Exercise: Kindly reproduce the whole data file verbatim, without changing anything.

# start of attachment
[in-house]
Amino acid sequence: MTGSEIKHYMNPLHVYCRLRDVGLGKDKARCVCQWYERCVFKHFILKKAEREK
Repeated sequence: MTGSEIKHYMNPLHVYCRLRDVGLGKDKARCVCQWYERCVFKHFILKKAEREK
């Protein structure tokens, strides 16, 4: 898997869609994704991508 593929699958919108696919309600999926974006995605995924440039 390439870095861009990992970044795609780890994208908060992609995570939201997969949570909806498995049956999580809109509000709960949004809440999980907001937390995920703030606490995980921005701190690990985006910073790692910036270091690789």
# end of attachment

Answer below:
[in-house]
Amino acid sequence: MTGSEIKHYMNPLHVYCRLRDVGLGKDKARCVCQWYERCVFKHFILKKAEREK
Repeated sequence: MTGSEIKHYMNPLHVYCRLRDVGLGKDKARCVCQWYERCVFKHFILKKAEREK
């Protein structure tokens, strides 16, 4: 898997869609994704991508 593929699958919108696919309600999926974006995605995924440039 390439870095861009990992970044795609780890994208908060992609995570939201997969949570909806498995049956999580809109509000709960949004809440999980907001937390995920703030606490995980921005701190690990985006910073790692910036270091690789």